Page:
Review Roundup: BIG FISH Fights the Dragons in London
Kelsey Grammer stars in Big Fish THE MUSICAL as Edward Bloom, alongside Clare Burt and more. Based on the novel Big Fish by Daniel Wallace and the Columbia Pictures film screenplay by John August, this new production will be the London premiere of the musical and also marks Kelsey's first time on the London stage.
Meet Edward Bloom, an ordinary man, and an extraordinary father. He has always told his son tall tales filled with beauty, love and imagination but when his son confronts him about what is make believe, they both discover that the truth is more wonderful than fiction.
BIG FISH THE MUSICAL is a love story that will take you on an exhilarating and heart-warming journey deep into the heart of what it means to be human. Blending fairy-tale, romance and adventure it celebrates the true meaning of life, and reminds us that the love for our family and friends will live on within them, long after we have gone.
Let's see what the critics had to say...
Marianka Swain, BroadwayWorld UK: The big draw of the London production is Frasier himself, AKA Kelsey Grammer. It's undoubtedly a thrill seeing him live on an intimate stage - the charisma, swagger, sonorous voice and elastic facial expressions. He's clearly having a ball as Daddy Bloom, delivering the freewheeling jokes with panache and negotiating between the man's robust personality and increasing physical frailty. The singing is rather more variable - it's the younger cast members who fare best with Andrew Lippa's score.
Henry Hitchings, The Evening Standard: Nigel Harman's efficient production is much more modest than the Broadway staging by Susan Stroman - and without an abundance of visual distractions, too heavy a burden falls on Lippa's quaint score and cutesy lyrics. Though it's only fair to say that I noticed quite a few of the people around me weeping by the end, Big Fish strikes me as too stepped in sentimentality to reel in most audiences.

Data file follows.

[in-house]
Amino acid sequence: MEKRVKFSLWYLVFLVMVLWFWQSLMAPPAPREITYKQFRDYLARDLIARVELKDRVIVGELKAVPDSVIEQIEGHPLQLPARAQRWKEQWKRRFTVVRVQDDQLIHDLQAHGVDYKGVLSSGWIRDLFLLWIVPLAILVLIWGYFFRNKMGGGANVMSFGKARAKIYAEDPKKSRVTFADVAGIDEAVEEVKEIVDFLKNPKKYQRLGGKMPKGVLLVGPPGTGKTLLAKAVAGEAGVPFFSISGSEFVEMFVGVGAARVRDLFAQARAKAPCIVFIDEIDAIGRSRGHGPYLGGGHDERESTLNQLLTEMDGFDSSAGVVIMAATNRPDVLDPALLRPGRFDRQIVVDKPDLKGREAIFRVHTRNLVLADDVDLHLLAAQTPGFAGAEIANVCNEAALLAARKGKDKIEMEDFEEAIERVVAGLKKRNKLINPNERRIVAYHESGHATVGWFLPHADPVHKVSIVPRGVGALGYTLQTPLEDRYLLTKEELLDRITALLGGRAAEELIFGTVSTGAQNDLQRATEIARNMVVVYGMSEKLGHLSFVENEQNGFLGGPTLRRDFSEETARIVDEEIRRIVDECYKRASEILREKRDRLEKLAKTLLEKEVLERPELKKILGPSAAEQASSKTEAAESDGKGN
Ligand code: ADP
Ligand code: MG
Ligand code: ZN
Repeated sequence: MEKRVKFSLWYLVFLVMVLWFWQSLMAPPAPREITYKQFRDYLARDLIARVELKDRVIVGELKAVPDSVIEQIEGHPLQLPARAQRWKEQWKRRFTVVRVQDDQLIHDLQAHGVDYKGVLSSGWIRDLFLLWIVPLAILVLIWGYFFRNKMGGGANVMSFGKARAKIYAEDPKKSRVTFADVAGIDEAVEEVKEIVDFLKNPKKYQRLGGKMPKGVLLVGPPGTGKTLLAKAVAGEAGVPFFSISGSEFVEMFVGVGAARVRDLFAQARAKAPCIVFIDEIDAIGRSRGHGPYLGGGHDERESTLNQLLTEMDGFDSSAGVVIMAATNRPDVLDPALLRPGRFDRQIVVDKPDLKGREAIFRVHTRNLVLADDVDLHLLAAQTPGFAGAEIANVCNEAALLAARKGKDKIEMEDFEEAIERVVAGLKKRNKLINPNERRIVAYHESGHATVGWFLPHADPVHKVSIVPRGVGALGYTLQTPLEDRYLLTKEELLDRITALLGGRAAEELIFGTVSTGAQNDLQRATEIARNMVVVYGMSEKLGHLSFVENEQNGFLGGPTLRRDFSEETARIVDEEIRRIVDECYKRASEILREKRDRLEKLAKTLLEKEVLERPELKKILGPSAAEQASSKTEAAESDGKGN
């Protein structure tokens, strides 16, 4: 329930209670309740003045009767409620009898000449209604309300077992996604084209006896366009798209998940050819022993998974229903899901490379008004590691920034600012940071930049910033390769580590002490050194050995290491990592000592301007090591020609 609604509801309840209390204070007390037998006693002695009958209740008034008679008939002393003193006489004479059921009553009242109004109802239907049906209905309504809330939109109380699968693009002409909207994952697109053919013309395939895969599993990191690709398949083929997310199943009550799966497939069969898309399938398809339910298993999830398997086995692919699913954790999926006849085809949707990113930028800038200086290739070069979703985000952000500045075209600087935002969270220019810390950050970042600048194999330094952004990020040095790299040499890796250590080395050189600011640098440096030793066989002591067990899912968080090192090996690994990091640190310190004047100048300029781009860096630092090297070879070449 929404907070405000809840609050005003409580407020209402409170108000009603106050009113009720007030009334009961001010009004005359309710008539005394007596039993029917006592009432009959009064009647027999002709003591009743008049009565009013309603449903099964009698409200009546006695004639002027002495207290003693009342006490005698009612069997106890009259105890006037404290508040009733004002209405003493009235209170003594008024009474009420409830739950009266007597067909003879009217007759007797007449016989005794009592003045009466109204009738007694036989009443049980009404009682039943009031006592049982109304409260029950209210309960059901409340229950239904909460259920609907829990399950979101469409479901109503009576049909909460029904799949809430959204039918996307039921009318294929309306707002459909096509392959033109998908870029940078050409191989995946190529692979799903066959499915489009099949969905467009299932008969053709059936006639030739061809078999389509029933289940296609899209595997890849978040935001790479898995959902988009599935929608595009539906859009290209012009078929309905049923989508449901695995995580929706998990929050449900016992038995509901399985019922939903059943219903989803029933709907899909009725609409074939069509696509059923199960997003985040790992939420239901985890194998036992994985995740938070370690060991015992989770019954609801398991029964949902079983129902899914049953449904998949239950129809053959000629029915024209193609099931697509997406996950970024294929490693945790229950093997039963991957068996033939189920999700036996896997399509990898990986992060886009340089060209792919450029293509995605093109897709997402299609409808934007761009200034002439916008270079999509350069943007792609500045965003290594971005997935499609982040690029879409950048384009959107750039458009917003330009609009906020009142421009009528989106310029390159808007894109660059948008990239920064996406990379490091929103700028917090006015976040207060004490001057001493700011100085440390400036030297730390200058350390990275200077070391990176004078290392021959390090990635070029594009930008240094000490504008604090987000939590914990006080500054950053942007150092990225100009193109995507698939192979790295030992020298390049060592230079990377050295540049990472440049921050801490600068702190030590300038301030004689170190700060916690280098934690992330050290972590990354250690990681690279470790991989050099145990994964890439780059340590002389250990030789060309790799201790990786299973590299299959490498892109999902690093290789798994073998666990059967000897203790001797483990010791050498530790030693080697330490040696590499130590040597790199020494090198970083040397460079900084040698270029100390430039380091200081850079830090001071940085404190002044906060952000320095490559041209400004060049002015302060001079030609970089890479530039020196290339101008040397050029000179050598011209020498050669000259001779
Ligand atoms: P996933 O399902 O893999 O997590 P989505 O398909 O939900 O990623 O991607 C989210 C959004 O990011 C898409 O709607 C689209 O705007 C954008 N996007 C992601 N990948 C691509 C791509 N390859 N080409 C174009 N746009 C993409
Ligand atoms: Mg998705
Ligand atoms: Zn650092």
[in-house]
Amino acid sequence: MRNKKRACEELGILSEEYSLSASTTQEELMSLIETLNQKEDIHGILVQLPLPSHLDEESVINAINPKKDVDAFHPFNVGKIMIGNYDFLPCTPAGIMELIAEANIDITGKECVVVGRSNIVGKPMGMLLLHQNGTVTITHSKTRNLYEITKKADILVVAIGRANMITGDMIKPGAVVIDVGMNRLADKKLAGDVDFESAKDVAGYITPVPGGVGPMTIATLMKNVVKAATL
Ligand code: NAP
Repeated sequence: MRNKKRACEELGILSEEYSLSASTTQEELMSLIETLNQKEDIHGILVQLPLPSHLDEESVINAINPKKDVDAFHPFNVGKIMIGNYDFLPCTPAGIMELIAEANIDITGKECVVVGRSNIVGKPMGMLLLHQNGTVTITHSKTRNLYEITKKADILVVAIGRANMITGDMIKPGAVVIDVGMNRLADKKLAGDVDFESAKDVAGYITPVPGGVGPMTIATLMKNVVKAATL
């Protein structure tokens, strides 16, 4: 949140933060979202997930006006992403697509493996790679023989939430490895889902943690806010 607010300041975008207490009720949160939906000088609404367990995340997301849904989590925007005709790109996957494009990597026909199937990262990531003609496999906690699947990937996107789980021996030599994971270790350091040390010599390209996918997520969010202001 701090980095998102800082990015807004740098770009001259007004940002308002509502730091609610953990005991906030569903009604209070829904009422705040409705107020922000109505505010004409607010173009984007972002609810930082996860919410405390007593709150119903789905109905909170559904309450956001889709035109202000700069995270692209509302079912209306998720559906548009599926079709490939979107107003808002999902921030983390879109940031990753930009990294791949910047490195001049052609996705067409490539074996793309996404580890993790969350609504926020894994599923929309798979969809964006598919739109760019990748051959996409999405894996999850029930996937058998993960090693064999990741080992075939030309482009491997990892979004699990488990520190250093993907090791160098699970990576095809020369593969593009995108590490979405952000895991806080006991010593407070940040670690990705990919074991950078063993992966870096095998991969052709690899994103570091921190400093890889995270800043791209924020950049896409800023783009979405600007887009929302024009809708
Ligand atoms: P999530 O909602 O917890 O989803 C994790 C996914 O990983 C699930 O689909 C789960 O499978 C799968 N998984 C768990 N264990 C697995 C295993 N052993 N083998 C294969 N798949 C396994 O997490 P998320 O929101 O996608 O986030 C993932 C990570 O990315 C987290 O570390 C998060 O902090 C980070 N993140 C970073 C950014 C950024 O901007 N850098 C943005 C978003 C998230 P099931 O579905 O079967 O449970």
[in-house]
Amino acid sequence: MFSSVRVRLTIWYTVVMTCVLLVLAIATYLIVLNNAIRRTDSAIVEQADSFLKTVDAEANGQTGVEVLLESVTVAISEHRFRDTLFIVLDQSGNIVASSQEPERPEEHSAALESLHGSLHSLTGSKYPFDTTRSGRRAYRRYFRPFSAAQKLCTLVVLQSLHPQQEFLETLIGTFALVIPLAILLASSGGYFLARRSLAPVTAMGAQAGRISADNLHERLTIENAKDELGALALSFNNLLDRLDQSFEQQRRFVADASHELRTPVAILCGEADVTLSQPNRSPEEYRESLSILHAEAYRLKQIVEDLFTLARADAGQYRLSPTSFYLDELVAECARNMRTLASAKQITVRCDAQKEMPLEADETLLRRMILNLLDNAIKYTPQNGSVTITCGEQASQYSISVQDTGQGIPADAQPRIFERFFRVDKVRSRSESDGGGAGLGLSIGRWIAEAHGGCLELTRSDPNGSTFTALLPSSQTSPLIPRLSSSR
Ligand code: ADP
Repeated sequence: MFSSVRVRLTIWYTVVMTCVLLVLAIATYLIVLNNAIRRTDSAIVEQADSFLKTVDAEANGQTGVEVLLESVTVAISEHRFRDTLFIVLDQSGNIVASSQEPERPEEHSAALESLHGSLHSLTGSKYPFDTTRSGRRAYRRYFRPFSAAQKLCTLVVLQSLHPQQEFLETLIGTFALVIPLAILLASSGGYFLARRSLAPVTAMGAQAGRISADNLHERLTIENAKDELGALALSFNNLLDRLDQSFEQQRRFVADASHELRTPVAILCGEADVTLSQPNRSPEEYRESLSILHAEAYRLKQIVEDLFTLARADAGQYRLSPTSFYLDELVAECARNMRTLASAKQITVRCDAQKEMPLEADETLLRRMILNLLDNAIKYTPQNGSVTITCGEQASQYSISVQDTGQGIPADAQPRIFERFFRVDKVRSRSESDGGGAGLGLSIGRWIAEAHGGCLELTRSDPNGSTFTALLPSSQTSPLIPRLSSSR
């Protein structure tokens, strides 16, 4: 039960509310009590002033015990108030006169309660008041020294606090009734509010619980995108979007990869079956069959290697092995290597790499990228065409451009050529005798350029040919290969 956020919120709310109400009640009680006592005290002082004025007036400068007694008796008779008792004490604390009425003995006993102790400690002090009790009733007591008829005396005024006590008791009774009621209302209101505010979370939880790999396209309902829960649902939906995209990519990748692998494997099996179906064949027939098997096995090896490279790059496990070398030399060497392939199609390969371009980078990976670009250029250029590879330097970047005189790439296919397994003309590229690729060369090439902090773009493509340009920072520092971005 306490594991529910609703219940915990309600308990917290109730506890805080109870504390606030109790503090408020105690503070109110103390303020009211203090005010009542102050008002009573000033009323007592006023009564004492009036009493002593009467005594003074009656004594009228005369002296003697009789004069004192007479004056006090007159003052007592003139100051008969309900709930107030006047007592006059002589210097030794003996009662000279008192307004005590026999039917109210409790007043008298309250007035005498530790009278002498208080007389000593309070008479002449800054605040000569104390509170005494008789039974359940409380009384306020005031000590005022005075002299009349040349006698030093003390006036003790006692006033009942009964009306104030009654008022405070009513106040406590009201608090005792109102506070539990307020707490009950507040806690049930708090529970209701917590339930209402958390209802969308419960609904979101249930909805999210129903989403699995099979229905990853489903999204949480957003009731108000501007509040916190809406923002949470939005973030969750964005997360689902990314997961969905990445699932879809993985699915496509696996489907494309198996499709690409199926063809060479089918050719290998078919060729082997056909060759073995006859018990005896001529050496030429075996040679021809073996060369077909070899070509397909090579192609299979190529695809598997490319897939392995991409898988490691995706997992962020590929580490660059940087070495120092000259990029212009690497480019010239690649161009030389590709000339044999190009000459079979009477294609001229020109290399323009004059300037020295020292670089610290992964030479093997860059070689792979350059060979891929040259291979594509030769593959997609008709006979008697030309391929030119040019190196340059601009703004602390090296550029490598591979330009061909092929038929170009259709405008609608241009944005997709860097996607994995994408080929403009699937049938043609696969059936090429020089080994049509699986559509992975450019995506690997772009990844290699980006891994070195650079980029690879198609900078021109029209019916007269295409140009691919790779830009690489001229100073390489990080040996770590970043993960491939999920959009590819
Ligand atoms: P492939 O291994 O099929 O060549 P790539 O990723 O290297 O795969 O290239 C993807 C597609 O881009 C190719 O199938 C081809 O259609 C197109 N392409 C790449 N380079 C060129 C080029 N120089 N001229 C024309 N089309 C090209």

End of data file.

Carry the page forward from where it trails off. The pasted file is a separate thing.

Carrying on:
Ann Treneman, The Sunday Times: Grammer, basically, seems to be playing himself and is very good, as is a perfectly pitched Clare Burt as his wife. Also of note is the younger Edward, Jamie Muscato, who really can hold a stage. For all of that, Big Fish never feels quite natural. The numbers arrive, breathless and usually exuberant, but often they don't feel linked. Is the fish too big? The pond too small? Or (whisper it) is it all just too contrived?
Tim Bano, The Stage: The exuberant Grammer is a great match for the arch, uptightness of Seadon-Young and it's a pleasure to listen to his strong, precise voice. Dean Nolan and Forbes Masson offer good comic support and Clare Burt is warm-hearted as Edward's wife Sandra, although she is underused in what is a very male-dominated production. While Tom Rogers' hospital set is quite bland, and a bit wooden and wobbly, Nigel Harman's direction brings a grinding tension between the fantasy worlds of Bloom's stories and the serious things that life throws in the way - cancer, parenthood, death.
Michael Billington, The Guardian: Nigel Harman's production has shrewdly abandoned the spectacle that supposedly stifled the Broadway version and presents us with more homespun magic arising, in Tom Rogers's design, from a hospital bedroom setting. But in a musical one looks for memorable songs and Lippa's score falls sadly short. There's a cheery wartime number, Red, White and True, with just a hint of the Andrews Sisters, and I was touched by Clare Burt's rendering, as Edward's wife, of a song signalling her marital devotion. Otherwise there is little to lodge in the mind in a middling musical that fails to exploit, in the manner of Follies, Edward's split selves, and that doesn't give us nearly enough Grammer.
Neil Norman, Sunday Express: Andrew Lippa's songs Fight The Dragons, Daffodils, Red, White And True and the powerful This River Between Us are standouts in a generally terrific score. Grammer is the heart and soul of the production, a kind of big?hearted, benign version of Big Daddy. Of the cast around him, Jamie Muscato, Laura Baldwin and Forbes Masson make notable contributions. Charming, imaginative, realistic, romantic and with unexpected depths, Big Fish hooked me from the start.
Dominic Cavendish, The Telegraph: This is an evening battered in schmaltz, which reaches its emetic zenith in the first-half closing number Daffodils. The younger version of Grammer's now-hospitalised Edward Bloom vows adoration to his future wife Sandra, chanced upon while working in a circus: "Let's build a world of daffodils that never fades and never dies," he croons, "I see the answer in your eyes..."; director Nigel Harman (formerly of EastEnders) decks the scene with so many daffs it looks like he has been inspired by The Day of the Triffids. Run, folks, run!